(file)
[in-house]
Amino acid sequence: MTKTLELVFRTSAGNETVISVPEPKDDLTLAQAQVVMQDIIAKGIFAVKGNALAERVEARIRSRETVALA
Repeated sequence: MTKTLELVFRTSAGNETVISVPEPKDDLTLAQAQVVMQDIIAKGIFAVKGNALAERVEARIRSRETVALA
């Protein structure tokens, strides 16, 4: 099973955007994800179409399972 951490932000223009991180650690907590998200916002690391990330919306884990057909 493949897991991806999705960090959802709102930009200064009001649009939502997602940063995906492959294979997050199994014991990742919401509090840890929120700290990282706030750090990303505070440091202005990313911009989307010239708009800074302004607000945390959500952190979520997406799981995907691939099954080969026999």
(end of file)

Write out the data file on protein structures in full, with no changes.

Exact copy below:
[in-house]
Amino acid sequence: MTKTLELVFRTSAGNETVISVPEPKDDLTLAQAQVVMQDIIAKGIFAVKGNALAERVEARIRSRETVALA
Repeated sequence: MTKTLELVFRTSAGNETVISVPEPKDDLTLAQAQVVMQDIIAKGIFAVKGNALAERVEARIRSRETVALA
């Protein structure tokens, strides 16, 4: 099973955007994800179409399972 951490932000223009991180650690907590998200916002690391990330919306884990057909 493949897991991806999705960090959802709102930009200064009001649009939502997602940063995906492959294979997050199994014991990742919401509090840890929120700290990282706030750090990303505070440091202005990313911009989307010239708009800074302004607000945390959500952190979520997406799981995907691939099954080969026999």